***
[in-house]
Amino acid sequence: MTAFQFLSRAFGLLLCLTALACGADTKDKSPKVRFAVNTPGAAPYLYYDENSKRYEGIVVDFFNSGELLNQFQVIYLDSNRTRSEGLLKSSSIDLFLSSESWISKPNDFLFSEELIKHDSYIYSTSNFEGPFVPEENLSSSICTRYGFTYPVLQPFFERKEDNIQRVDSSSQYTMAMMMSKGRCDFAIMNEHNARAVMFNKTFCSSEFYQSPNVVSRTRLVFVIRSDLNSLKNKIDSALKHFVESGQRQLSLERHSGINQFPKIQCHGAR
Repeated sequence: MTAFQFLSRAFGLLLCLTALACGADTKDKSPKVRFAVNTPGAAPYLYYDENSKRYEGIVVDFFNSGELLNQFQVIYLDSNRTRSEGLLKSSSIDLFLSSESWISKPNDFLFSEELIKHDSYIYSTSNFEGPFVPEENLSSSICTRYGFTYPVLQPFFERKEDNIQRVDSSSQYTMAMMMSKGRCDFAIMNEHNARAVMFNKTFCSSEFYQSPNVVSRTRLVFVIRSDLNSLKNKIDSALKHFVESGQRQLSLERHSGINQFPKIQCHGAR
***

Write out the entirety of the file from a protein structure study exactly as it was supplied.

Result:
[in-house]
Amino acid sequence: MTAFQFLSRAFGLLLCLTALACGADTKDKSPKVRFAVNTPGAAPYLYYDENSKRYEGIVVDFFNSGELLNQFQVIYLDSNRTRSEGLLKSSSIDLFLSSESWISKPNDFLFSEELIKHDSYIYSTSNFEGPFVPEENLSSSICTRYGFTYPVLQPFFERKEDNIQRVDSSSQYTMAMMMSKGRCDFAIMNEHNARAVMFNKTFCSSEFYQSPNVVSRTRLVFVIRSDLNSLKNKIDSALKHFVESGQRQLSLERHSGINQFPKIQCHGAR
Repeated sequence: MTAFQFLSRAFGLLLCLTALACGADTKDKSPKVRFAVNTPGAAPYLYYDENSKRYEGIVVDFFNSGELLNQFQVIYLDSNRTRSEGLLKSSSIDLFLSSESWISKPNDFLFSEELIKHDSYIYSTSNFEGPFVPEENLSSSICTRYGFTYPVLQPFFERKEDNIQRVDSSSQYTMAMMMSKGRCDFAIMNEHNARAVMFNKTFCSSEFYQSPNVVSRTRLVFVIRSDLNSLKNKIDSALKHFVESGQRQLSLERHSGINQFPKIQCHGAR